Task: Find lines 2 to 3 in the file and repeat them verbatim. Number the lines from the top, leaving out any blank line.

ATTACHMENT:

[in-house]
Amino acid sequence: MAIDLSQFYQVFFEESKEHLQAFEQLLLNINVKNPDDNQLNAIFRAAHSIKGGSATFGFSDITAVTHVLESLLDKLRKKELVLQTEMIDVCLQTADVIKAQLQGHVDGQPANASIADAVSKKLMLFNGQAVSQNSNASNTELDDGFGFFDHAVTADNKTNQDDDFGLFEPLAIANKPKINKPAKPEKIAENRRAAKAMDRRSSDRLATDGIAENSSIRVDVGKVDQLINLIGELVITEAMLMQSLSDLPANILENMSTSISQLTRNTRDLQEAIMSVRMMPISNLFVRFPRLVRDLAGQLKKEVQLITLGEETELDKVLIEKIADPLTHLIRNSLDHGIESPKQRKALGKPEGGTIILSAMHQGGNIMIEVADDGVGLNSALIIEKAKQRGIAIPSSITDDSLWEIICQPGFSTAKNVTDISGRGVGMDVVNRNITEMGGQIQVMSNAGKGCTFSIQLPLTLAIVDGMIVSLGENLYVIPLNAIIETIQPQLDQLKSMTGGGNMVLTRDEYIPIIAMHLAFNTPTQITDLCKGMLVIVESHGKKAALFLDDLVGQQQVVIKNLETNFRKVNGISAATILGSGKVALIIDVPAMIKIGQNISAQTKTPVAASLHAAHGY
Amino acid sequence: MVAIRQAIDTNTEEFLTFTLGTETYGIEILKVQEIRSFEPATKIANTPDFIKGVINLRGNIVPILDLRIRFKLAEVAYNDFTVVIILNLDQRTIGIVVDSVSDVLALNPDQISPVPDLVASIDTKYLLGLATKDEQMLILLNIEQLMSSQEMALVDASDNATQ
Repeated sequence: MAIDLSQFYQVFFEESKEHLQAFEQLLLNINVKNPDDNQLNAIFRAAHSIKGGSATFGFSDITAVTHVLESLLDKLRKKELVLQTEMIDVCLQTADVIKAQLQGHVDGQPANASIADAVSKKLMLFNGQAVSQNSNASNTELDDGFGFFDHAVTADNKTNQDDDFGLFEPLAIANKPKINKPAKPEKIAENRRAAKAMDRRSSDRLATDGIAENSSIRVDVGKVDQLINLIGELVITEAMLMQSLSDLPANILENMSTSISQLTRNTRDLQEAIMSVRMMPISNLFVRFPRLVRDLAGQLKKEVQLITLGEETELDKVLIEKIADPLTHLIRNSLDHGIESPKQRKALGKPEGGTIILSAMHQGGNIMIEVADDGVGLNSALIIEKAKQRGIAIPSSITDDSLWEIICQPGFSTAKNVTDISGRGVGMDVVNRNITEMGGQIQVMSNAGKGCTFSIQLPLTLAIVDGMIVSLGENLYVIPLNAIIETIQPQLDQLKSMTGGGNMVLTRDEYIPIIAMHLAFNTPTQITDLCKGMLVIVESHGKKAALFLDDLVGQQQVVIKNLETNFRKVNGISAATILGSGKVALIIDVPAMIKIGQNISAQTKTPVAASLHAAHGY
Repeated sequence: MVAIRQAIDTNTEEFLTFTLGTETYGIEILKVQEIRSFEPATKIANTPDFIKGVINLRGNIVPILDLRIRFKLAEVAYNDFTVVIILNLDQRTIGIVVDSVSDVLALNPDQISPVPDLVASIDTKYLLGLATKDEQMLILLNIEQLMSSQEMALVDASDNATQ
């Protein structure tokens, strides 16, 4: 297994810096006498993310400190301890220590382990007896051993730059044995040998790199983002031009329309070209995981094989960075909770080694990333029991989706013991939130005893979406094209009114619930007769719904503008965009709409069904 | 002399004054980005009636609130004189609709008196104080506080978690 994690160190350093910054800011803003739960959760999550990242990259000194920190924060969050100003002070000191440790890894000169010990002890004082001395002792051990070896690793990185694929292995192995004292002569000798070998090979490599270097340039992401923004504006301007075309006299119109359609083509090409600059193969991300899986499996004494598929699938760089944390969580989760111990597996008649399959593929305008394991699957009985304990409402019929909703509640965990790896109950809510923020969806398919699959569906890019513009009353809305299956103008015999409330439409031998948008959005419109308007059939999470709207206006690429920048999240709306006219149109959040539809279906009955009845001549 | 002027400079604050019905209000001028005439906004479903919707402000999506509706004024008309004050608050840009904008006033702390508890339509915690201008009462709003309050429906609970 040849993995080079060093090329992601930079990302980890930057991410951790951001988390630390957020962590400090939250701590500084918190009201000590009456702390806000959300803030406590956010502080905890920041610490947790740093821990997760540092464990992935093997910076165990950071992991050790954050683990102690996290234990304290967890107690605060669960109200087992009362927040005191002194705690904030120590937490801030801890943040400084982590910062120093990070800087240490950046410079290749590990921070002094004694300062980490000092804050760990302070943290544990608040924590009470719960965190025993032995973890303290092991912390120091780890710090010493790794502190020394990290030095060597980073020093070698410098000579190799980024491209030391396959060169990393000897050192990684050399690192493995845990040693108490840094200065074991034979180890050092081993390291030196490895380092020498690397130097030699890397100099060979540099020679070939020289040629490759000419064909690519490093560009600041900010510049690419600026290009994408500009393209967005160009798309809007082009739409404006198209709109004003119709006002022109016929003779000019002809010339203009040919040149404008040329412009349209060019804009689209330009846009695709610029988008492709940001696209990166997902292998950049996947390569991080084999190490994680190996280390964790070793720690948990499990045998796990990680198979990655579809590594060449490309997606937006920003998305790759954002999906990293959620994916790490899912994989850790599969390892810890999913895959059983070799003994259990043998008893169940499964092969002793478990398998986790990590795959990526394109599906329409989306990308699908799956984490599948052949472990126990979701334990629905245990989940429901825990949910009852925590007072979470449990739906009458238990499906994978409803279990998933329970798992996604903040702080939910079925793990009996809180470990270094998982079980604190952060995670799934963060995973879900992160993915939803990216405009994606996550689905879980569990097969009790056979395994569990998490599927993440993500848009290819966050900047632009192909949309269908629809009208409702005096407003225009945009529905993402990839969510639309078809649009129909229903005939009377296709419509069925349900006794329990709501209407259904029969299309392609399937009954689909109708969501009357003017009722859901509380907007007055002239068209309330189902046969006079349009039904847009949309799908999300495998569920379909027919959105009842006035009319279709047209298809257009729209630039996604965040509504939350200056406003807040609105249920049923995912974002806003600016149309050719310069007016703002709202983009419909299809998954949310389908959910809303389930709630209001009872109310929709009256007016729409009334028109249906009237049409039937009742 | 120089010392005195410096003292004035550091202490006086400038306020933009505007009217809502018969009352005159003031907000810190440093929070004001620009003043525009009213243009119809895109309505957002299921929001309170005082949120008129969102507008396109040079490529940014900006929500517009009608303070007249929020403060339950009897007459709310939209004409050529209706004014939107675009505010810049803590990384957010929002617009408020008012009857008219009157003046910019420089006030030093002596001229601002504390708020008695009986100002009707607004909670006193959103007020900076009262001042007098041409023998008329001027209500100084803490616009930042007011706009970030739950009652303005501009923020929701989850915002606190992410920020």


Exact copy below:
Amino acid sequence: MAIDLSQFYQVFFEESKEHLQAFEQLLLNINVKNPDDNQLNAIFRAAHSIKGGSATFGFSDITAVTHVLESLLDKLRKKELVLQTEMIDVCLQTADVIKAQLQGHVDGQPANASIADAVSKKLMLFNGQAVSQNSNASNTELDDGFGFFDHAVTADNKTNQDDDFGLFEPLAIANKPKINKPAKPEKIAENRRAAKAMDRRSSDRLATDGIAENSSIRVDVGKVDQLINLIGELVITEAMLMQSLSDLPANILENMSTSISQLTRNTRDLQEAIMSVRMMPISNLFVRFPRLVRDLAGQLKKEVQLITLGEETELDKVLIEKIADPLTHLIRNSLDHGIESPKQRKALGKPEGGTIILSAMHQGGNIMIEVADDGVGLNSALIIEKAKQRGIAIPSSITDDSLWEIICQPGFSTAKNVTDISGRGVGMDVVNRNITEMGGQIQVMSNAGKGCTFSIQLPLTLAIVDGMIVSLGENLYVIPLNAIIETIQPQLDQLKSMTGGGNMVLTRDEYIPIIAMHLAFNTPTQITDLCKGMLVIVESHGKKAALFLDDLVGQQQVVIKNLETNFRKVNGISAATILGSGKVALIIDVPAMIKIGQNISAQTKTPVAASLHAAHGY
Amino acid sequence: MVAIRQAIDTNTEEFLTFTLGTETYGIEILKVQEIRSFEPATKIANTPDFIKGVINLRGNIVPILDLRIRFKLAEVAYNDFTVVIILNLDQRTIGIVVDSVSDVLALNPDQISPVPDLVASIDTKYLLGLATKDEQMLILLNIEQLMSSQEMALVDASDNATQ